It was supposed to be a quick and minor point during yesterday’s class on Descartes’ first Meditation, but the following quote from Descartes generated quite a bit of controversy in my second class:
“It is a mark of prudence never to place our complete trust in those who have deceived us even once.”
Descartes simply makes the remark in passing as part of his first argument for doubting what we have learned through our senses, so I had not given a great deal of thought to the quote during my class preparation. To me, it just sounded like the proverb my father used to repeat to me: “Fool me once, shame on you; fool me twice, shame on me.” As I explained it to my students, the best predictor of human behavior . . . is human behavior. If someone deceives you or in some other way wrongs you, it is generally safe to assume that he will attempt to do so again.
human forgiveness is in some measure imprudent. Yet such forgiveness is precisely what seems to be demanded of us as Christians.
Some of my students tried to jump to my defense, arguing that we should not confuse religion with philosophy. They make a good point, but such a solution always makes me uneasy, for it would seem to suggest a sort of “double truth.” It would seem to suggest that what would normally be philosophically true–humanly true–is somehow nullified by the Gospels. But were that true, how would we ever be able to recognize the truth of the Gospels? It would be something unfamiliar and alien to our human experience, making it rather difficult to evaluate.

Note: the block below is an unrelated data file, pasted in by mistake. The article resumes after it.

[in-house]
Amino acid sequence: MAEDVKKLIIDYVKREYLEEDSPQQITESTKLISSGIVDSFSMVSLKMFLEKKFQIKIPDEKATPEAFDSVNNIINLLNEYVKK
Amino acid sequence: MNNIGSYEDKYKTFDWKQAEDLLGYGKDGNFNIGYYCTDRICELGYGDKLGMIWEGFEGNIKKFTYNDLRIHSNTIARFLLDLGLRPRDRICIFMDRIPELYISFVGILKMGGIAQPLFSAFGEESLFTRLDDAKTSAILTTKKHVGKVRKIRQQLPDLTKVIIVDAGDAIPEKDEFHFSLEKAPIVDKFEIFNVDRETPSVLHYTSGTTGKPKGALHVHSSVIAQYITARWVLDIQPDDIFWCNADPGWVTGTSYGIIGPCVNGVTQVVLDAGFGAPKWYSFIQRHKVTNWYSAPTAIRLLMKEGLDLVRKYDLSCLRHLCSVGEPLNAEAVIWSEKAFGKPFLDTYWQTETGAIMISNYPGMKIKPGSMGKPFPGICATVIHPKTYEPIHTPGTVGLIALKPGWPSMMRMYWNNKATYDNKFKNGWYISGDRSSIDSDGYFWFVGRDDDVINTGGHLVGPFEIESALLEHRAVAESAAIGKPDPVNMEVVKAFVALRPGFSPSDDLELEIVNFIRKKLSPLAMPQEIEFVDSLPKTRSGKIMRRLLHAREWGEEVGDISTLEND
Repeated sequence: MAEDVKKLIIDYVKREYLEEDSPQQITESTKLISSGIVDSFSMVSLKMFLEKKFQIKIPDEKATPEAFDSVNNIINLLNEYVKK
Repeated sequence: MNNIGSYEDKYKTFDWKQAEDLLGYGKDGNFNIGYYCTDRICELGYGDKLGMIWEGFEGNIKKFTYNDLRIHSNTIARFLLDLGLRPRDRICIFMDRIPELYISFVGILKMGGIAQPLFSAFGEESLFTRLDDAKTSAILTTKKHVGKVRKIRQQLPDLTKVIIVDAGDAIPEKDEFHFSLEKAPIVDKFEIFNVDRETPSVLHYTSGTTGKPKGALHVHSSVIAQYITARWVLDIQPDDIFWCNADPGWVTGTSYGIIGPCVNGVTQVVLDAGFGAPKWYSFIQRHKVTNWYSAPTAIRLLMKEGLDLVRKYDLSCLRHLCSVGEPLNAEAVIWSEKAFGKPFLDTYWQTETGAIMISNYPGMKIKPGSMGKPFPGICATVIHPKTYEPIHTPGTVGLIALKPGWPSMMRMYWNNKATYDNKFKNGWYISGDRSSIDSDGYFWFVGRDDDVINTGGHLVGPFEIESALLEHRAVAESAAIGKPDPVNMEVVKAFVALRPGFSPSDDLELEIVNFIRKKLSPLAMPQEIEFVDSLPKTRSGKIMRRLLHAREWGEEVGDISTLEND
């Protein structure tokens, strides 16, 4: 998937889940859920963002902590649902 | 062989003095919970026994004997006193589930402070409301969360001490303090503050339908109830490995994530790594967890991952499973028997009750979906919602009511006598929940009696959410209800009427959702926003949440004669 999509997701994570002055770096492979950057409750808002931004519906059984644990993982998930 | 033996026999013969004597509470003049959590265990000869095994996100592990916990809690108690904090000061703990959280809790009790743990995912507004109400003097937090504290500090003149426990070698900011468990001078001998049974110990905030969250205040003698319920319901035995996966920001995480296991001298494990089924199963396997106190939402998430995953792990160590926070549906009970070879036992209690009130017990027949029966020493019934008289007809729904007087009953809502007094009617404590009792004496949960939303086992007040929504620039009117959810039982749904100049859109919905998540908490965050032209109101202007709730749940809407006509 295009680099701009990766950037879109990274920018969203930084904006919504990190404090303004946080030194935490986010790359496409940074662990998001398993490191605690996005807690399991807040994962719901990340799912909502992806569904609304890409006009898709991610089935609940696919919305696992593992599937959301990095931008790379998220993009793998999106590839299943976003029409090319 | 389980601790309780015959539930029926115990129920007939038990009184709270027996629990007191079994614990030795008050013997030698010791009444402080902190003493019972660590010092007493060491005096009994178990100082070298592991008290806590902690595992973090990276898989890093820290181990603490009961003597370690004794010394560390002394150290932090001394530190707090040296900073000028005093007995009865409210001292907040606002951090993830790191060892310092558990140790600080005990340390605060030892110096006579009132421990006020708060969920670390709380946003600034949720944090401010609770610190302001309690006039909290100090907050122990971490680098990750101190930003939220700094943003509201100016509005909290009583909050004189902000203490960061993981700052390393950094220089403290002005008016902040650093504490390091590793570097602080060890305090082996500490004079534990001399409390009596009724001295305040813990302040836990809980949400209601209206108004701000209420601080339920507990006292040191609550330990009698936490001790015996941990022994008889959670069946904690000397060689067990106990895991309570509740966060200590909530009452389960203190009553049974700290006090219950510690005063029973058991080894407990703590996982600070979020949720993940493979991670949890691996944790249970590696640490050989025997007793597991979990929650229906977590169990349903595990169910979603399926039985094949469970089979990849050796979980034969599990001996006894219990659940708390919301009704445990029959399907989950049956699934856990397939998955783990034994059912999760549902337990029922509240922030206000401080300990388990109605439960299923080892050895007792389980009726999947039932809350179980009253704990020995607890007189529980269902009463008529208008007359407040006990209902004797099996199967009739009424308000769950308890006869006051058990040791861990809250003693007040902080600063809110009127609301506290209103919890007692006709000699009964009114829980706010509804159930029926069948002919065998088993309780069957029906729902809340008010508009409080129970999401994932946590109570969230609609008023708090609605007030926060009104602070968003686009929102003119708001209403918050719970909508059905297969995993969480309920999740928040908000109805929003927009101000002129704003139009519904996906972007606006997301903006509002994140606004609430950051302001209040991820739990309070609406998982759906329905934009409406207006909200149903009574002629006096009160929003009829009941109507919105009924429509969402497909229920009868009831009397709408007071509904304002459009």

Another good suggestion from a student was to distinguish forgiveness from trust. According to this line of thinking, we could certainly forgive someone else without necessarily ever trusting the person again. But this, too, fails to satisfy. Would you really want to be the recipient of that sort of “forgiveness,” a forgiveness that did not also restore a measure of trust?
No, I think that here the question needs to be tackled head on: is forgiveness imprudent?
Philosophically, the problem with that line of thought is that it would amount to saying that being truthful is imprudent–for in forgiveness, you acknowledge an important truth known to philosophers as widely different as Jean-Paul Sartre and Robert Spaemann: to be a person is to relate freely to what one is. A person is never just what he has done, or what job he has, or what he looks like, or any other quality. He is always more than his history and his personal qualities. He is free. Forgiveness acknowledges this truth and acts on it: in forgiving, you allow the other person to exercise his freedom, to start again, to take a distance from his past and attempt to redeem it through repentance.
Theologically, the charge that forgiveness is imprudent is on even shakier ground, for it is commanded of us in the Lord’s Prayer–if we ourselves wish to obtain forgiveness. The Catechism of the Catholic Church (CCC) offers an intriguing reading of the reason for this in ##2838-2845, one which would seem to reflect the Catholic understanding of justification. God does not wish us merely to “receive” forgiveness as something external, like receiving a tie for your birthday. Rather, as the CCC notes in #2842, God calls us to something greater–to actually participate in forgiveness, in God’s own life of love and mercy. One can only participate in forgiveness if one forgives.
Prudence is practical wisdom, knowing how to live a life worth living. One could argue then, contra Descartes, that forgiveness, inasmuch as it does justice to the reality of other persons, and enables you to share God’s own life, is prudence par excellence.